It's not easy, but you just need to tick every box re promoting yourself. Really research what's going on way in advance of the publicised programme.
You can always ring theatres and casting offices and ask what the forthcoming season is going to be. Also there is so much information on the internet these days. When you have that info always make sure that you know who you are writing to - that's my advice.
DO YOUR PREP
If you haven't done your preparation and you are not completely on top of your material - nerves will get the better of you and someone else will be offered the role. There is always a great deal of competition. You need to make choices. The choices you make may not be the right ones but will show that you are a thinking, curious, intelligent actor with the confidence to make bold choices because you are on top of the material. Have ideas and opinions.
CONNECT WITH YOUR READER
You need to really listen to what is being said to you in the scene and react in the moment. If you don't listen but just respond in the way you have prepared the dialogue, it is really obvious. Many actors unfortunately don't listen - to questions, to answers nor the script.
For a MT audition you need to connect with your accompanist and know that your accompanist is a professional musician who is very experienced in playing for auditions. Your material needs to be well taped and marked up and you need to be able to point out the tempo and any cuts otherwise it could ruin your audition. You need to respect the accompanist and not shoot them deadly looks if you make any mistakes Just compose yourself and ask to start again.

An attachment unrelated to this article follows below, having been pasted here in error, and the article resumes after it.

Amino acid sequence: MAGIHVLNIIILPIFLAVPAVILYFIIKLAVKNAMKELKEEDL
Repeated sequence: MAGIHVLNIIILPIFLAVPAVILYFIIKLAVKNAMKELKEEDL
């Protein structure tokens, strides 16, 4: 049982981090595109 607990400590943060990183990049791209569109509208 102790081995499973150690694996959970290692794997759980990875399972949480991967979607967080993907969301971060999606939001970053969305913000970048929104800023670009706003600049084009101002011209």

You need to make decisions about the role that you're auditioning for. You can ask questions but not too many. You will probably walk in the room and there will be a little chat first and then you will be asked to read. You have to listen very carefully to what you're asked to do as it's so easy when you're nervous not to hear direction properly as you are thinking about the next line or what was said previously. The frequent comment from directors is 'I asked them to do this but they just didn't listen - they did it exactly the same way. There was no change'
In an audition you have a set amount of time and there are other candidates waiting. Some actors come in and they just love to chat1 Just come in, do your audition and get out Leave bags and coats outside so you can exit quickly. The panel want to talk about you as soon as you leave the room. If you delay, then that valuable chat time and the whole schedule goes out the window. So you need to listen carefully to direction, be flexible, be willing to make changes, don't talk too much, then get out as quickly as possible.
NEVER USE PROPS
Never use props, not necessary at all. Never start with your back to the panel or in profile. We need to see your face. I need to see your eyes, your reactions and your physicality. Your face is important
We had the pleasure of interviewing Pippa and her incredible career in February's issue of Artist Collective Magazine, you can subscribe to the magazine and read the full article here.